Made in the 1980s, the Tektronix 1230 is a general purpose logic analyzer that supports a maximum of 64 channels with up to 2048 bytes of memory per channel. Despite being huge and heavy compared to today’s tiny and portable equivalents (such as the Saleae USB logic analyzer), the 1230 certainly still has its place nowadays, for example to debug older 8-bit designs such as Z80 systems, or simply as an educational tool in a digital electronics class.
I got mine from eBay, still in good condition after all these years. The CRT is working well and bright, with no burned-in marks that are typical of old CRTs:
The parallel port supports printing to certain Epson-compatible printer models manufactured in the 1980s. The DB25 (not DB9 like most serial ports found on modern devices) serial port is for communication with the PC using a proprietary MS-DOS application, which is nowhere to be found nowadays. The pinout of the serial port can be found in the notes page of the serial port settings:
The device has sockets to connect up to 4 probes, for a maximum of 64 input channels. Tektronix P6444/P6443 probes are supported. Both types of probes are almost identical, with P6444 being active whereas P6443 is a passive probe. My unit did not come with any probes so I had to purchase a P6444 probe from eBay:
The probe has the following control pins: EXT, CLK 1, CLK 2, QUAL as well as input pins D0-D15 for channels 0 to 15. The CLK pins are only needed if the logic analyzer is configured to use a synchronous clock, in which case CLK 1/CLK 2 will decide when the logic analyzer begins to capture signal samples. Whether the trigger is done on a rising edge or a falling edge is decided by the CLK 1/CLK 2 DIP switches in the centre of the probe box.
The QUAL pin is for signal qualification (enabled via the QUAL OFF/QUAL ON DIP switches). Its operation is described in the manual of the Tektronix 1240, a later but similar model:
I leave it as an exercise for the reader to experiment with the qualifier settings and understand how they actually work after reading this article.
The unit boots up to the main menu, divided into 3 different categories: Setup, Data and Utility:
The Utility menu group contains device time and parallel/serial port settings. It also provides options to save the current setup to be restored later. Important settings that control the data acquisition behaviour are found in the Setup and Data menu groups.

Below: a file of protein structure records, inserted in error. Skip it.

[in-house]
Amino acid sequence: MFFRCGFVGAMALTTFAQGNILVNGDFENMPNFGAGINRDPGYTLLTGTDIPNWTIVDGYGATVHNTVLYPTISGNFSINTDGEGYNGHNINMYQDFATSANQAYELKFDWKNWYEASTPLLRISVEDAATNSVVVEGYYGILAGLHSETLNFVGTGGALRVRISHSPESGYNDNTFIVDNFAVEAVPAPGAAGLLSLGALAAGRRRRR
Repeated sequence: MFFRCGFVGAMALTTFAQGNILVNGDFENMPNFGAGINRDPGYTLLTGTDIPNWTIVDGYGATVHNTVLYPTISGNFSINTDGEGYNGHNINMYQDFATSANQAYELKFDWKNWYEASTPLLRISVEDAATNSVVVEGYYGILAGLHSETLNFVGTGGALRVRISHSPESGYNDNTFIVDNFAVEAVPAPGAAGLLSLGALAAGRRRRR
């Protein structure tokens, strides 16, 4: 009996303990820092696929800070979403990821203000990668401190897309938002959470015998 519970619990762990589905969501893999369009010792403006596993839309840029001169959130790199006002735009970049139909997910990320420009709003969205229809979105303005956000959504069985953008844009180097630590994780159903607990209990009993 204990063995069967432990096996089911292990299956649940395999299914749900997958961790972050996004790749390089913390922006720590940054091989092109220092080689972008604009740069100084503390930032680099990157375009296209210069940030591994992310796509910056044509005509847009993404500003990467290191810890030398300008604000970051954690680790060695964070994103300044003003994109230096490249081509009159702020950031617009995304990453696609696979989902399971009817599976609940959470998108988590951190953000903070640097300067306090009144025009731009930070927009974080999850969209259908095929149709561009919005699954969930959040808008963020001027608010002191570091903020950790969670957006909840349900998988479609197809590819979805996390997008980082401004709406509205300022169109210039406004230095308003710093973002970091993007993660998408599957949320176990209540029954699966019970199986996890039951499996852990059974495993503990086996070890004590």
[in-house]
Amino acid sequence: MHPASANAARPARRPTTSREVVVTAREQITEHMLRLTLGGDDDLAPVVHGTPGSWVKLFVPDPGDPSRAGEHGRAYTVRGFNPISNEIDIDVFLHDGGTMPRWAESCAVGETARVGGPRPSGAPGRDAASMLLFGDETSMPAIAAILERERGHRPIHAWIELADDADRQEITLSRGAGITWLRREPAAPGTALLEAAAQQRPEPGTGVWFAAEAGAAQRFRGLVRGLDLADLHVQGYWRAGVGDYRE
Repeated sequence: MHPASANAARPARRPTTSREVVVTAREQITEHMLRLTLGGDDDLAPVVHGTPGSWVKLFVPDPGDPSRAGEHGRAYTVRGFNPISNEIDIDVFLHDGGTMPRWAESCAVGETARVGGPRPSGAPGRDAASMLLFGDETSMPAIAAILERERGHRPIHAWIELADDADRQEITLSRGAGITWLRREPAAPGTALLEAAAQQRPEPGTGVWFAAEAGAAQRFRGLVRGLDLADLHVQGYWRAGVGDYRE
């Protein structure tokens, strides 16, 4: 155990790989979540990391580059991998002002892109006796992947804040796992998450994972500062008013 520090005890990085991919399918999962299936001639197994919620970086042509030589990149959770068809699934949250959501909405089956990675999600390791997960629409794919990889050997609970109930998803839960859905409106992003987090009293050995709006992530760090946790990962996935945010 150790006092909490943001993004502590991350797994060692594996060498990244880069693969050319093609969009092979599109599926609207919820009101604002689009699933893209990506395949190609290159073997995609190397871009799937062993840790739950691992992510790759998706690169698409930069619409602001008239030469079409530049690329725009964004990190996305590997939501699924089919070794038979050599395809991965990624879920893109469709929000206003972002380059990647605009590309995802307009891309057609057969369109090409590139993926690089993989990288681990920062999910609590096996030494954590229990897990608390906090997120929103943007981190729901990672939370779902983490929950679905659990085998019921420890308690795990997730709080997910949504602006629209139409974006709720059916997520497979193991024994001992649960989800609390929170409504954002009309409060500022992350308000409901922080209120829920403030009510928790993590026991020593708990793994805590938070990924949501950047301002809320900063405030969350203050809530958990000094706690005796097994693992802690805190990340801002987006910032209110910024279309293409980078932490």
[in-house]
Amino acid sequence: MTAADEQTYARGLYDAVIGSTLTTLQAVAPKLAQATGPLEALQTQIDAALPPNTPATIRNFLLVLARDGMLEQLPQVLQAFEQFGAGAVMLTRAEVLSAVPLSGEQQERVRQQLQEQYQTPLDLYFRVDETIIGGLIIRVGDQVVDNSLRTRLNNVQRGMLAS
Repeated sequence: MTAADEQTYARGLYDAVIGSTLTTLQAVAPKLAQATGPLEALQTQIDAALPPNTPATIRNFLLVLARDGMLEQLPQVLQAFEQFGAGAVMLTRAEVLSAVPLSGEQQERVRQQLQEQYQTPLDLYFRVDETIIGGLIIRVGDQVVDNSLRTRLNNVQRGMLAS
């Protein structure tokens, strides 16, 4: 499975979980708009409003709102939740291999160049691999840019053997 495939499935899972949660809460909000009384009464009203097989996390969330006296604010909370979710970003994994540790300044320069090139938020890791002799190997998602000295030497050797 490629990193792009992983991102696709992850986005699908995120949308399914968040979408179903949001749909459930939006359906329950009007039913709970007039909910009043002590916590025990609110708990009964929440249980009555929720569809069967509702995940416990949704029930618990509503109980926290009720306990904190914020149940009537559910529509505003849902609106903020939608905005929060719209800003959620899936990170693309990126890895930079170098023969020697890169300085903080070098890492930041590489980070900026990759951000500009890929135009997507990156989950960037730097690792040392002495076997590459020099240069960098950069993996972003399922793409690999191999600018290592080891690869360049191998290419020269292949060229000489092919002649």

Although the time settings allow years between 1900-2099, the year would jump back to 1914 even if 2014 is selected after a reboot. Some sort of Y2K issues, I believe.
Pressing the NOTES key on any screen will show the instruction text for that screen. To print a screenshot of the current screen, double pressing the NOTES key. Pressing the D key while in the Printer Port menu will print the contents of the currently active memory bank.
The Timebase menu allows you to set the type of timebase for each probe (synchronous/asynchronous), the rate of sampling (for asynchronous timebase), and the voltage threshold for low/high signals. The default threshold is 1.4V, which means that any signal above 1.4V will be considered as logic high. With this setting, the logic analyzer supports both TTL and CMOS signals.
Channel group configuration
The Channel Groups menu allows you to configure the the grouping of different input channels:
The interface is not user-friendly at all here, but that is typical for a machine of this era, isn’t it? The display shows several channel groups (GPA, GPB, GPC, etc.), with each channel supporting binary (BIN), octal (OCT) or hexadecimal (HEX) radix. The channel definition strings have several lines showing which channels in which probes belong to the specified channel groups. The first line is the probe name (A, B, C or D) and the next 2 lines are the channel number (00 to 15). For example, in the above screenshot, channel group GPA is in binary format, uses timebase T1 with positive polarity and contains channels 00 to 15 in probe A.
The Trigger menu defines the conditions of the input signal which, if met, will cause the logic analyzer to start capturing samples:
The above display means: if value A occurs 1 times, start capturing the data and fill the sample memory. Moving the cursor to the Condition (“A”) field allows you to configure how the value is evaluated:
This is perhaps the most complicated screen in this logic analyzer. Further information is available in the device’s help page for the screen.
Data acquisition configuration